Sue Gray report: key findings of inquiry into No 10 Downing Street parties - and how to read full publication

Sue Gray’s report criticised “failures of leadership and judgment” by parts of No 10 and the Cabinet Office.

Sue Gray has published her initial findings on the “partygate” allegations of lockdown-busting gatherings in No 10 and Whitehall.

The senior civil servant’s initial findings were published online.

It is not yet clear whether a fuller report will be published after the Metropolitan Police asked that “minimal reference” was made to the most serious allegations while the force’s investigation was being carried out.

Here we take a look at the key findings in the report and what Ms Gray said.

What are the key findings of Sue Gray’s report?

In her 12-page report on the partygate row, Ms Gray criticised “failures of leadership and judgment” by parts of No 10 and the Cabinet Office.

She said the Downing Street garden was “used for gatherings without clear authorisation or oversight” and “this was not appropriate”.

It was also revealed that police are investigating 12 events.

These include an event to mark Boris Johnson’s birthday in June 2020 and a “gathering in the No 10 Downing Street flat” on November 13 2020, the night Mr Johnson’s former aides Dominic Cummings and Lee Cain left their roles.

The May 20 2020 “bring your own booze” event in the No 10 garden which Mr Johnson attended for 25 minutes is also under investigation.

Ms Gray’s report also made it clear that the police investigation prevented more substantial findings being released.

What Sue Gray said about the Met Police investigation

Sue Gray has published her initial report on the “partygate” allegations of lockdown-busting gatherings in No 10 and Whitehall (NationalWorld)

The senior civil servant said it was “not possible at present to provide a meaningful report” setting out all she discovered, due to the ongoing police investigation.

She said: “As a result of the Metropolitan Police’s investigations, and so as not to prejudice the police investigative process, they have told me that it would only be appropriate to make minimal reference to the gatherings on the dates they are investigating.

“Unfortunately, this necessarily means that I am extremely limited in what I can say about those events and it is not possible at present to provide a meaningful report setting out and analysing the extensive factual information I have been able to gather.”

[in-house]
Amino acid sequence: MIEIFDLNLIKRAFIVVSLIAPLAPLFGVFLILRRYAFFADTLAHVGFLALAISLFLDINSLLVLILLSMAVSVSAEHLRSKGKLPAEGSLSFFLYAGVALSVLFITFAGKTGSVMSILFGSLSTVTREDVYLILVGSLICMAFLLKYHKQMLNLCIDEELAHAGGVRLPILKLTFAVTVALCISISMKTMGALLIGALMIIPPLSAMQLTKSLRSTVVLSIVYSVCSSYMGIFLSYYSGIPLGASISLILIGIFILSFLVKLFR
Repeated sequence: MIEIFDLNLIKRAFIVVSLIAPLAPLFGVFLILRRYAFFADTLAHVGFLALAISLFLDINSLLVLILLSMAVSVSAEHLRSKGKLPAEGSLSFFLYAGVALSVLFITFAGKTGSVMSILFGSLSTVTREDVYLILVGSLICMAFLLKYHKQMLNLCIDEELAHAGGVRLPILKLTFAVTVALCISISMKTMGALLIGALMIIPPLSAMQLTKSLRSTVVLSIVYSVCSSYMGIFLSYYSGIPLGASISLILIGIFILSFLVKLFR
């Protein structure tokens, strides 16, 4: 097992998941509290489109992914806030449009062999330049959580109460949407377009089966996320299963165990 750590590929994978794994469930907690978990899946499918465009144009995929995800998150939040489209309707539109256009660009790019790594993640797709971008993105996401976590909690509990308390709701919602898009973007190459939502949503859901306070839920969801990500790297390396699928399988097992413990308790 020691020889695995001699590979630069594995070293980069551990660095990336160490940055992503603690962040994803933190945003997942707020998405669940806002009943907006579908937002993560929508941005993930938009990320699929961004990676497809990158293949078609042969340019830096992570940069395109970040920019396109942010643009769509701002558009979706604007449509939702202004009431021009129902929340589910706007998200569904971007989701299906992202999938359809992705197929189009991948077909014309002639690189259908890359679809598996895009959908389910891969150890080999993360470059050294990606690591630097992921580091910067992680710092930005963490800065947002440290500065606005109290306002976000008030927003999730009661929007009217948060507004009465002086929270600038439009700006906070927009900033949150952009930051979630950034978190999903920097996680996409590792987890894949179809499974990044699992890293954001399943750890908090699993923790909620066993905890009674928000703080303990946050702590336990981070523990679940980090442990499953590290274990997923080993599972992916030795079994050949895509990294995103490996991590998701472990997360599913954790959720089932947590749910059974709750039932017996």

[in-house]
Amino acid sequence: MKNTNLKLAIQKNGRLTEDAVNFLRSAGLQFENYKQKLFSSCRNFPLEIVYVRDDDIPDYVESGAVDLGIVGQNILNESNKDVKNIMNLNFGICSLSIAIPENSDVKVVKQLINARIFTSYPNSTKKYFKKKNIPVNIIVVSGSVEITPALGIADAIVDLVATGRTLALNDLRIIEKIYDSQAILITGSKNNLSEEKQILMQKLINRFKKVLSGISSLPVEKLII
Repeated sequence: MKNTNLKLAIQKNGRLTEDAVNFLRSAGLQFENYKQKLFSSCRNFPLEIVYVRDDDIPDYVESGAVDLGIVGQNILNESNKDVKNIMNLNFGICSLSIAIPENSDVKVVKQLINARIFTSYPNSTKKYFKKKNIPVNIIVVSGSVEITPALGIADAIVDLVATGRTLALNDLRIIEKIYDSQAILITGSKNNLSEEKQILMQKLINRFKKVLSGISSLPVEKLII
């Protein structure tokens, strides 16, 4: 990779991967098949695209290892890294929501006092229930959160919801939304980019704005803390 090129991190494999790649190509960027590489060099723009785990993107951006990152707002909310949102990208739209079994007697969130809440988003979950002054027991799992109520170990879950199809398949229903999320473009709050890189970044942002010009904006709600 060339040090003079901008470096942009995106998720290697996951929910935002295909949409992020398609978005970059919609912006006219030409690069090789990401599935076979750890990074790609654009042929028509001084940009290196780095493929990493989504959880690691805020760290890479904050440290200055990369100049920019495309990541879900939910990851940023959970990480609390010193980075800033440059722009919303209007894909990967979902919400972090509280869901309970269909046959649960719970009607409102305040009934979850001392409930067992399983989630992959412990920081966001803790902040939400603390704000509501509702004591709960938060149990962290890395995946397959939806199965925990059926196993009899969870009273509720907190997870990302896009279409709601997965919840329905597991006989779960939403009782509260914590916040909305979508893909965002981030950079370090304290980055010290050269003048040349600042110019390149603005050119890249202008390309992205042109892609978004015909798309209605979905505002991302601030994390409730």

She added that she had also decided not to publish factual accounts relating to events under investigation by police, because it would damage her overall findings.

Ms Gray wrote: “In respect of the gatherings that the Metropolitan Police has assessed as not reaching the threshold for criminal investigation, they have not requested any limitations be placed on the description of those events, however, I have decided not to publish factual accounts in relation to those four dates.

“I do not feel that I am able to do so without detriment to the overall balance of the findings.”

What did Sue Gray say in her report about No 10 and the Cabinet Office?

Ms Gray’s report criticised “failures of leadership and judgment” by parts of No 10 and the Cabinet Office.

It said: “Against the backdrop of the pandemic, when the Government was asking citizens to accept far-reaching restrictions on their lives, some of the behaviour surrounding these gatherings is difficult to justify.

“At least some of the gatherings in question represent a serious failure to observe not just the high standards expected of those working at the heart of Government but also of the standards expected of the entire British population at the time.

“At times it seems there was too little thought given to what was happening across the country in considering the appropriateness of some of these gatherings, the risks they presented to public health and how they might appear to the public.

“There were failures of leadership and judgment by different parts of No 10 and the Cabinet Office at different times. Some of the events should not have been allowed to take place. Other events should not have been allowed to develop as they did.”

How to read the Sue Gray report in full

Ms Gray’s report has been released on the Government’s website.

Will more of Sue Gray’s findings be published?

The Cabinet Office said Ms Gray had provided an “update” on her investigation to the Prime Minister.

This suggests it was not the full report she was preparing before the Metropolitan Police intervened.

Scotland Yard last week asked Ms Gray to make only “minimal reference” to gatherings being investigated by its officers.

Downing Street has so far refused to commit to publishing a fuller version of Ms Gray’s findings once the police investigation has concluded.

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